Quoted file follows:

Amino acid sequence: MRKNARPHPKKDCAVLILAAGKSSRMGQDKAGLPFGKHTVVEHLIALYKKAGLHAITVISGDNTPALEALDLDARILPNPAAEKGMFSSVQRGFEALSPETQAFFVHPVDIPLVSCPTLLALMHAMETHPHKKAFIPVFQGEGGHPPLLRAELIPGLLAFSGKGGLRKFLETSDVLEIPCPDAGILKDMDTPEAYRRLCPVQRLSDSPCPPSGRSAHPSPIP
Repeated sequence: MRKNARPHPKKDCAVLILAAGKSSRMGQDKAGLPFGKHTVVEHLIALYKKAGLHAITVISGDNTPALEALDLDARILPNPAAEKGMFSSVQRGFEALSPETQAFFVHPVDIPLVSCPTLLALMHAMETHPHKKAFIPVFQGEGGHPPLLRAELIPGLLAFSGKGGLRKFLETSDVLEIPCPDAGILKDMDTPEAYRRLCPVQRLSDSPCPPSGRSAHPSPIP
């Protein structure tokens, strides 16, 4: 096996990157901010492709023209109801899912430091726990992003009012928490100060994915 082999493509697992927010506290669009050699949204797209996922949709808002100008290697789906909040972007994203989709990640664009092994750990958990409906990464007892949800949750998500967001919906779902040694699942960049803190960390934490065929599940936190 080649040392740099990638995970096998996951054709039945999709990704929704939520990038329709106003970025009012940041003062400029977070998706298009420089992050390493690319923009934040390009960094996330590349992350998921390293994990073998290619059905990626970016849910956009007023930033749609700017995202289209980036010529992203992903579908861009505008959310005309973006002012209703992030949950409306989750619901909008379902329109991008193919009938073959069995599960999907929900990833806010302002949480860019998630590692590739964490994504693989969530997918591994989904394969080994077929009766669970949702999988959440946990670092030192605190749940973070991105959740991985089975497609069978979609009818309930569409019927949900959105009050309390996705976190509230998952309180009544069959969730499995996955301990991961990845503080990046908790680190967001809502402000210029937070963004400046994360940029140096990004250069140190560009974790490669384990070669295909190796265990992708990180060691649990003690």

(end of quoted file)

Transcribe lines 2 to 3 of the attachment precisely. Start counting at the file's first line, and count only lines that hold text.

Repeated sequence: MRKNARPHPKKDCAVLILAAGKSSRMGQDKAGLPFGKHTVVEHLIALYKKAGLHAITVISGDNTPALEALDLDARILPNPAAEKGMFSSVQRGFEALSPETQAFFVHPVDIPLVSCPTLLALMHAMETHPHKKAFIPVFQGEGGHPPLLRAELIPGLLAFSGKGGLRKFLETSDVLEIPCPDAGILKDMDTPEAYRRLCPVQRLSDSPCPPSGRSAHPSPIP
């Protein structure tokens, strides 16, 4: 096996990157901010492709023209109801899912430091726990992003009012928490100060994915 082999493509697992927010506290669009050699949204797209996922949709808002100008290697789906909040972007994203989709990640664009092994750990958990409906990464007892949800949750998500967001919906779902040694699942960049803190960390934490065929599940936190 080649040392740099990638995970096998996951054709039945999709990704929704939520990038329709106003970025009012940041003062400029977070998706298009420089992050390493690319923009934040390009960094996330590349992350998921390293994990073998290619059905990626970016849910956009007023930033749609700017995202289209980036010529992203992903579908861009505008959310005309973006002012209703992030949950409306989750619901909008379902329109991008193919009938073959069995599960999907929900990833806010302002949480860019998630590692590739964490994504693989969530997918591994989904394969080994077929009766669970949702999988959440946990670092030192605190749940973070991105959740991985089975497609069978979609009818309930569409019927949900959105009050309390996705976190509230998952309180009544069959969730499995996955301990991961990845503080990046908790680190967001809502402000210029937070963004400046994360940029140096990004250069140190560009974790490669384990070669295909190796265990992708990180060691649990003690």